Sentricon - The most widely used termite bait is the Sentricon Colony Elimination System. While there is still much to learn about Sentricon, dozens of independent research trials have confirmed its effectiveness when properly installed and diligently serviced by an authorized pest control firm.


Firstline - some pest control firms are using this product as an alternative to Sentricon. Most are using the bait in combination with other forms of treatment, rather than as a "stand alone, " as is often done with Sentricon. Research trials with Firstline have been inconclusive, and it has been difficult to determine what impact the bait, alone, is having on active termite infestations.


Spectracide Terminate - (This is the do-it-yourself product sold at Wal-Mart, Home Depot, Lowe's etc.) The Federal Trade Commission and eight state Attorneys General (including Kentucky) filed a complaint in U.S. District Court alleging that the advertising claims about the product are deceptive and unsubstantiated. This do-it-yourself termite bait is discussed at length in our entomology extension publication Entfact-642. DO-IT-Yourself Termite Baits: Do They Work? (Visit http:www.UKY.edu for more information.)

Termidor- Non-repellent Liquid Treatment
The new Termite Killers
by
Michael F. Potter and Anne E. Hillery
University of Kentucky Entomology

New, non-repellent termiticides seem to be performing differently than their predecessors and new information suggests that these termite-killing materials may indeed be special. Termidor, the newest non-repellent to enter the market, has attracted much interest---in part from being the first product since chlordane to provide 100% control at all U.S. Department of Agriculture field sites at all rates (including the labeled rate) in both the concrete-slab and ground-board tests.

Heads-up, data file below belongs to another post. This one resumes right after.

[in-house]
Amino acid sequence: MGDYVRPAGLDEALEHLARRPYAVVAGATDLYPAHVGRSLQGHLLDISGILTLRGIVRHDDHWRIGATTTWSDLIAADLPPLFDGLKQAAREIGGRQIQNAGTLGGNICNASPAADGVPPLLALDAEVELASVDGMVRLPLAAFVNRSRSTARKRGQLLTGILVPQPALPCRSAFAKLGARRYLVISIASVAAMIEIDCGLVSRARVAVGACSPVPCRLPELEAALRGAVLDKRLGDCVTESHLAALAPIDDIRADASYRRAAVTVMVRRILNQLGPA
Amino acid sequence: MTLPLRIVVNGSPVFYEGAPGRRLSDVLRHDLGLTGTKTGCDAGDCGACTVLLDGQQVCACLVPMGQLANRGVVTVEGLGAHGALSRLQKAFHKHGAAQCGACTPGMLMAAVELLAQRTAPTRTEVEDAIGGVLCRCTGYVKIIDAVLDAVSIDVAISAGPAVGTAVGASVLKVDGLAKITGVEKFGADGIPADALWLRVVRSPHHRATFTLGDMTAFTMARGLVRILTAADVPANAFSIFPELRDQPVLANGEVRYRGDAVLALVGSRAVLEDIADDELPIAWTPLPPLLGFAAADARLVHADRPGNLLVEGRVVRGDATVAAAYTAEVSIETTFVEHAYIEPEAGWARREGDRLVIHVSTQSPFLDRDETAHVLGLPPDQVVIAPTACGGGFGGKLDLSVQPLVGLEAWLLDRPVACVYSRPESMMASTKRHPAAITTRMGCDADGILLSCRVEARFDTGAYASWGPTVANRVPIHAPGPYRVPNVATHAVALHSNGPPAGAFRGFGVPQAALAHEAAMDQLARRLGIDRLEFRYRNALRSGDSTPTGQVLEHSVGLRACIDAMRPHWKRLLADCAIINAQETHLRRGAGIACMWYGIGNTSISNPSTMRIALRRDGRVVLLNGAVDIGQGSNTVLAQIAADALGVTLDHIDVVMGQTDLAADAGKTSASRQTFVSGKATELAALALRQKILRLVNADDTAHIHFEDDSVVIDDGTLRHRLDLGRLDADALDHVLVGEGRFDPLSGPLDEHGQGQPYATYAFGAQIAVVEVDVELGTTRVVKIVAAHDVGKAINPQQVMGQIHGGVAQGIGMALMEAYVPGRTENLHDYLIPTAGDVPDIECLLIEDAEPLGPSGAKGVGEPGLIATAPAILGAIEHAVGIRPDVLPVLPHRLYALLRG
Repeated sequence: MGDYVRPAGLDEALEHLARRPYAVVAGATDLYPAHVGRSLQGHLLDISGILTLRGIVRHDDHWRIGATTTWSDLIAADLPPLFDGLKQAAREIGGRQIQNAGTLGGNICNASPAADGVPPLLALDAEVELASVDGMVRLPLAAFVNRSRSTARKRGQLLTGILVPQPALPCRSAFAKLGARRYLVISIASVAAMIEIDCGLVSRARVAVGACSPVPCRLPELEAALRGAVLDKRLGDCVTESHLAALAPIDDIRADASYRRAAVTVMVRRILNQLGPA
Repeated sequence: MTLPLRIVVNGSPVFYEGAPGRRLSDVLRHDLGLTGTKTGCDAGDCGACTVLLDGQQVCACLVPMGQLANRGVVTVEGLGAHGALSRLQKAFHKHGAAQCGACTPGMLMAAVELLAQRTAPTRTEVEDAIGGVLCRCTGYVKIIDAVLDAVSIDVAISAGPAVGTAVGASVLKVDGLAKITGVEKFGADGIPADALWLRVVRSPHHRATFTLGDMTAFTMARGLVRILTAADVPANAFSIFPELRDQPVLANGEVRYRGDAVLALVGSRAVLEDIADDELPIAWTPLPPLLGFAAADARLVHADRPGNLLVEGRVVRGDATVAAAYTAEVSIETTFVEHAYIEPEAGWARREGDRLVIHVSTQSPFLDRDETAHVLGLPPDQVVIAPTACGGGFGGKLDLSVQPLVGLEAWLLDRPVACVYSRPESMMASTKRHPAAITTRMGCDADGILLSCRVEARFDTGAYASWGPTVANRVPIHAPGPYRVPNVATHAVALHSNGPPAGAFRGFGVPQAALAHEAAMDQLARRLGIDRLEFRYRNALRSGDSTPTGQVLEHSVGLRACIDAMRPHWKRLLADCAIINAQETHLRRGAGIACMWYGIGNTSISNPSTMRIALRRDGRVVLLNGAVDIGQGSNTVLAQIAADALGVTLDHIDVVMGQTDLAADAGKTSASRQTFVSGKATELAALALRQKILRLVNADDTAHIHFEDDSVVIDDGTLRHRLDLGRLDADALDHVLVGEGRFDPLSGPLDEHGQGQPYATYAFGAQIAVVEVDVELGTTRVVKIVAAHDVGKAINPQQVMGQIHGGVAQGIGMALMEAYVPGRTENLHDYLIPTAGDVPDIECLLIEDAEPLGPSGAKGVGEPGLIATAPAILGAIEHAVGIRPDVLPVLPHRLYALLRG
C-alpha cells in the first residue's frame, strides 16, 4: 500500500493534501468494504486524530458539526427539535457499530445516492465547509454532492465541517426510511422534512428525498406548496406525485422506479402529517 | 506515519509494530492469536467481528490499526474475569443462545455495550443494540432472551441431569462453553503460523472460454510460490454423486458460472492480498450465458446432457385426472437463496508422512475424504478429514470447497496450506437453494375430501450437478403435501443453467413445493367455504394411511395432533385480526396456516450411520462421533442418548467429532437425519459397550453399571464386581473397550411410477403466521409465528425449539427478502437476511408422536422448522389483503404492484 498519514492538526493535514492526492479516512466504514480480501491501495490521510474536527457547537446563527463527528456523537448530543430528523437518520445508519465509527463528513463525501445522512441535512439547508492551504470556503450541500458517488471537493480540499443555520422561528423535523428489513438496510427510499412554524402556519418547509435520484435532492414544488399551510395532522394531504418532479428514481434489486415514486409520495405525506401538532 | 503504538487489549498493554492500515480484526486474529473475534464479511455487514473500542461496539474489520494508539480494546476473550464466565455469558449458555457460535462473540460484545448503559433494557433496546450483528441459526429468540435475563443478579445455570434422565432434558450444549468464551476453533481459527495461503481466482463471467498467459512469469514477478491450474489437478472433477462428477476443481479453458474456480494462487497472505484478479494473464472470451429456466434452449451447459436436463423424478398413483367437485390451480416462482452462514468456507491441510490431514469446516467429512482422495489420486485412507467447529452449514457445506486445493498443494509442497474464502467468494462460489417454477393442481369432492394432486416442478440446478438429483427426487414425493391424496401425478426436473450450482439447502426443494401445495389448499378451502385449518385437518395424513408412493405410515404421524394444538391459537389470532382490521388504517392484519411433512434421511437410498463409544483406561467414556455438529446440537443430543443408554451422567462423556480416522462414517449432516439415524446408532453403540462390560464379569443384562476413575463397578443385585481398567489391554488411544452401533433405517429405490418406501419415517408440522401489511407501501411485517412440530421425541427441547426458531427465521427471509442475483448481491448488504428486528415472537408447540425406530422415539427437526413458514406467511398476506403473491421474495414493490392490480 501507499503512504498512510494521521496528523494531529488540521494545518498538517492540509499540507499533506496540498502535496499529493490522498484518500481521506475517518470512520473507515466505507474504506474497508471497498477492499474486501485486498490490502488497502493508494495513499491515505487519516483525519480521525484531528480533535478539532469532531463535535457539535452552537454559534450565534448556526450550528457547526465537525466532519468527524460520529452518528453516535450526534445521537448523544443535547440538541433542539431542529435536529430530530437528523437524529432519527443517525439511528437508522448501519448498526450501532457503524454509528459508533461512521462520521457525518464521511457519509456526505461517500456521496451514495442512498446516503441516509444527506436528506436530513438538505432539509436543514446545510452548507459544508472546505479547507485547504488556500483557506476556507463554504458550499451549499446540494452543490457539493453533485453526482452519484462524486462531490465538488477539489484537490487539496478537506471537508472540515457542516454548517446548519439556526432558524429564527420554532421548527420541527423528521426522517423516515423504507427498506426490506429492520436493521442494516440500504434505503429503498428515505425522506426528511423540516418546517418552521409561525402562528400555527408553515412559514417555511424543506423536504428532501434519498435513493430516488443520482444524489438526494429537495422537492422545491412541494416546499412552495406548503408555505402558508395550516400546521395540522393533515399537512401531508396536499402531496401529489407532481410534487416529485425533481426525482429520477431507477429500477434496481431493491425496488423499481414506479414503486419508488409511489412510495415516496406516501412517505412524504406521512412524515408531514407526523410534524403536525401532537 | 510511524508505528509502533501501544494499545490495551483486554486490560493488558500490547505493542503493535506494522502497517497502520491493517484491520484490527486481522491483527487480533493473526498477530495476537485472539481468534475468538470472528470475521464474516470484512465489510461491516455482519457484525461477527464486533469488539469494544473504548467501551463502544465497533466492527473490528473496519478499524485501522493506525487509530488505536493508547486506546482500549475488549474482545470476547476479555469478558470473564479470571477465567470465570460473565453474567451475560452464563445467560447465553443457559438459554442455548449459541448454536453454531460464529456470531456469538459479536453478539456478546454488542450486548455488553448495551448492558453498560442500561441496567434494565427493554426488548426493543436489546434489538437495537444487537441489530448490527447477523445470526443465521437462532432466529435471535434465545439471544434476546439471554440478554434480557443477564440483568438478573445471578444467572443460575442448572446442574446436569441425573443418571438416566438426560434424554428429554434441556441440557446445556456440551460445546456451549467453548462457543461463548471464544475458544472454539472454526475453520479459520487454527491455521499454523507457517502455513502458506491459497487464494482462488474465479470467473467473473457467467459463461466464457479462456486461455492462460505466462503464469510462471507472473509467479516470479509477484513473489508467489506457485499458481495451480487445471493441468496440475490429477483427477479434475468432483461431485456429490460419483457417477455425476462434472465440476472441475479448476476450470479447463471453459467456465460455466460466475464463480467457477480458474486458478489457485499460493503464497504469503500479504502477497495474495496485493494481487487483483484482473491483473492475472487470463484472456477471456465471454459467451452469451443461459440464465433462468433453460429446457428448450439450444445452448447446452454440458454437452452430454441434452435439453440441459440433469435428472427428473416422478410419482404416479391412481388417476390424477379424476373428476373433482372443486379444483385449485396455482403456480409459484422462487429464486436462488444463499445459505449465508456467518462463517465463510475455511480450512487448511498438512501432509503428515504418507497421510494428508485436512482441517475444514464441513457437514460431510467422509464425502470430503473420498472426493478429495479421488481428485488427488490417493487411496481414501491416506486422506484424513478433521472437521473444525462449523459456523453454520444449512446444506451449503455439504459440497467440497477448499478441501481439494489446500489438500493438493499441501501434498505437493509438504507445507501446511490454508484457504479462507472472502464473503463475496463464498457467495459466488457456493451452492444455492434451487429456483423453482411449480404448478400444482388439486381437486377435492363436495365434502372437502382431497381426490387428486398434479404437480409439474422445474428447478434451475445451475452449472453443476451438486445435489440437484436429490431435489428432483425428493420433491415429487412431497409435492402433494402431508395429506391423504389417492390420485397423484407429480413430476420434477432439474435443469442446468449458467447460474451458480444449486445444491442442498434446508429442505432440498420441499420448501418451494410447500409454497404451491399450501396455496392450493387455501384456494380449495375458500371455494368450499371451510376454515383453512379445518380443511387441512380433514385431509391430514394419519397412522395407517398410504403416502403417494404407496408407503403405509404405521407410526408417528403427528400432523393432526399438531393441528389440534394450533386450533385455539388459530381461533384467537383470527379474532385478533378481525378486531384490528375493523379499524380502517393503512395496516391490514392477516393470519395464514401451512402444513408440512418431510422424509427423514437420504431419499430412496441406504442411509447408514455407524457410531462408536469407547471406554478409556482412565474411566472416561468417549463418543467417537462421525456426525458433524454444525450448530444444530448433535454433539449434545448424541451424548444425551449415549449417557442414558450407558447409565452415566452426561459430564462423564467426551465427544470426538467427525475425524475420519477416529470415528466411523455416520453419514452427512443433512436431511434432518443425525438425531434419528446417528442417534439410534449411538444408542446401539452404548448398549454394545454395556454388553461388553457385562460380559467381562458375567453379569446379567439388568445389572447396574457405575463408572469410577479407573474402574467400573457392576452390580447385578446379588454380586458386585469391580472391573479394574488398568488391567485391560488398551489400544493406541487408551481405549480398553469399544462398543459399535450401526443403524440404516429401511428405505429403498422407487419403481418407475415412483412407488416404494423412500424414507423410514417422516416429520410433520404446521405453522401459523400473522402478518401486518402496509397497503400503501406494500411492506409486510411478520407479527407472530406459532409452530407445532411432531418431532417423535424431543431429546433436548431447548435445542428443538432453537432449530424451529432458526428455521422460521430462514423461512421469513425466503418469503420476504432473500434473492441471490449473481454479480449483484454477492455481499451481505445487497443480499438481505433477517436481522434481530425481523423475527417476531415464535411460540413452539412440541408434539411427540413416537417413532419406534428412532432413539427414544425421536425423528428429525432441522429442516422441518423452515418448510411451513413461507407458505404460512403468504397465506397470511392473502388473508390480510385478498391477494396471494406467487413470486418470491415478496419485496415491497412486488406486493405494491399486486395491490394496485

A BIGGER BAZOOKA. Our preliminary findings with Termidor suggest that the new non-repellent may be more forgiving than anyone had imagined. Judging from the effects on termites in our monitoring stations, it appears that the product is performing much like a "zone defense" in a game of basketball, i.e., the structure (basket) is protected even though there are areas of soil (basketball court) left unprotected.

Thinking "Outside" the Box
The new Termite Killers
by
Michael F. Potter and Anne E. Hillery
University of Kentucky Entomology

Will exterior-only termite treatments work? Our study was designed to answer two related questions: First whether subterranean termites in buildings could be eliminated by exterior-only, liquid termiticide application; and second, could such treatments reduce or eliminate foraging activity around structures. Evaluation sites included 10 structures in central Kentucky-seven tobacco barns and three houses.


Example House #2-The house was trenched and rodded with Termidor on October 13, 2000. No treatment was done inside the basement, garage or crawl space, and the only area of drilling was where the front porch slab abutted the foundation. Eleven days after treatment, emissions detector reading inside the basement along the sill plate plummeted almost to zero. No termites were detected during two subsequent readings. These results are remarkable, considering that neither the basement, crawl space or garage interior were treated.


Study Implications. Consider the six structures treated with Termidor: all 34 infested monitoring stations within 2 to 10 feet of the exterior treated trench were inactive after one to three months. These results are remarkable, considering the high pretreatment infestations levels, and that more than half of the active monitors were on the interior of structures.